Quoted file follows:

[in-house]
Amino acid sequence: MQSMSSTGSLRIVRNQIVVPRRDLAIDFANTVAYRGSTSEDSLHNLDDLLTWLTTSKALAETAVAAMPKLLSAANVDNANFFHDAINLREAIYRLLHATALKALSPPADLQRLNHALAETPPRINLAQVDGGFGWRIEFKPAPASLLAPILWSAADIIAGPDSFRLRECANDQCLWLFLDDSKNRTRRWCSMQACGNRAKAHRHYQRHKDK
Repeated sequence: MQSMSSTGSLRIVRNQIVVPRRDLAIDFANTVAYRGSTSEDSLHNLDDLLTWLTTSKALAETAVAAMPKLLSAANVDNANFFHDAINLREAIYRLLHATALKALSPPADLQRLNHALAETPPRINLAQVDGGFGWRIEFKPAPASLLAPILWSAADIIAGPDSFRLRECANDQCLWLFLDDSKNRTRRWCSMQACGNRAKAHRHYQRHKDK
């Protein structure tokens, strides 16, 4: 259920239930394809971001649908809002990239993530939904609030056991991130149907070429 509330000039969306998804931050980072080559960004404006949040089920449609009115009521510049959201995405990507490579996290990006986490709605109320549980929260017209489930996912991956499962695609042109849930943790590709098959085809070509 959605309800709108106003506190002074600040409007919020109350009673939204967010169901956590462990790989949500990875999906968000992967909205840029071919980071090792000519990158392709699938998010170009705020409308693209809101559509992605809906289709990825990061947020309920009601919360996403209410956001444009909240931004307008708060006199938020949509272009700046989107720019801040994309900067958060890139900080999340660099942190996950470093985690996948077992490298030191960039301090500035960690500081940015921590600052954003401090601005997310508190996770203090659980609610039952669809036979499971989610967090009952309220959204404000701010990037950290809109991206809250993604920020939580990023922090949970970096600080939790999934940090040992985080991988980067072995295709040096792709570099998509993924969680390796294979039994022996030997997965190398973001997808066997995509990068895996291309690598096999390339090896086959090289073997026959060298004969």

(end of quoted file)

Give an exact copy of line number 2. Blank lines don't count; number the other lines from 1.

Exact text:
Amino acid sequence: MQSMSSTGSLRIVRNQIVVPRRDLAIDFANTVAYRGSTSEDSLHNLDDLLTWLTTSKALAETAVAAMPKLLSAANVDNANFFHDAINLREAIYRLLHATALKALSPPADLQRLNHALAETPPRINLAQVDGGFGWRIEFKPAPASLLAPILWSAADIIAGPDSFRLRECANDQCLWLFLDDSKNRTRRWCSMQACGNRAKAHRHYQRHKDK